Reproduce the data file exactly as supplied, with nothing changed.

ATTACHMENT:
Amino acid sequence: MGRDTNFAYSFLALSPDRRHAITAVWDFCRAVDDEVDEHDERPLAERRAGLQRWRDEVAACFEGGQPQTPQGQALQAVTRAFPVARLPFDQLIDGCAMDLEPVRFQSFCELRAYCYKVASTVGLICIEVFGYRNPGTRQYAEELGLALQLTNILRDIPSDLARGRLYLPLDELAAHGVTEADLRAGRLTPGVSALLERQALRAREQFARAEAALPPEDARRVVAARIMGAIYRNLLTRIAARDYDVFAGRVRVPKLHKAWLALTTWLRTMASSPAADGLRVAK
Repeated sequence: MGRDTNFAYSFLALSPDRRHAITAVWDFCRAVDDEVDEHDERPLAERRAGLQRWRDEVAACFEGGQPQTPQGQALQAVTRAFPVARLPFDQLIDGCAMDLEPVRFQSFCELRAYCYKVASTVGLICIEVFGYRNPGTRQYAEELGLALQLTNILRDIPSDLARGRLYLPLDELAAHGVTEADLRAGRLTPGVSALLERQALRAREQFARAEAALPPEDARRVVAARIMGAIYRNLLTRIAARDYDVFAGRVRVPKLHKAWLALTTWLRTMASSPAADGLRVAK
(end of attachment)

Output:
Amino acid sequence: MGRDTNFAYSFLALSPDRRHAITAVWDFCRAVDDEVDEHDERPLAERRAGLQRWRDEVAACFEGGQPQTPQGQALQAVTRAFPVARLPFDQLIDGCAMDLEPVRFQSFCELRAYCYKVASTVGLICIEVFGYRNPGTRQYAEELGLALQLTNILRDIPSDLARGRLYLPLDELAAHGVTEADLRAGRLTPGVSALLERQALRAREQFARAEAALPPEDARRVVAARIMGAIYRNLLTRIAARDYDVFAGRVRVPKLHKAWLALTTWLRTMASSPAADGLRVAK
Repeated sequence: MGRDTNFAYSFLALSPDRRHAITAVWDFCRAVDDEVDEHDERPLAERRAGLQRWRDEVAACFEGGQPQTPQGQALQAVTRAFPVARLPFDQLIDGCAMDLEPVRFQSFCELRAYCYKVASTVGLICIEVFGYRNPGTRQYAEELGLALQLTNILRDIPSDLARGRLYLPLDELAAHGVTEADLRAGRLTPGVSALLERQALRAREQFARAEAALPPEDARRVVAARIMGAIYRNLLTRIAARDYDVFAGRVRVPKLHKAWLALTTWLRTMASSPAADGLRVAK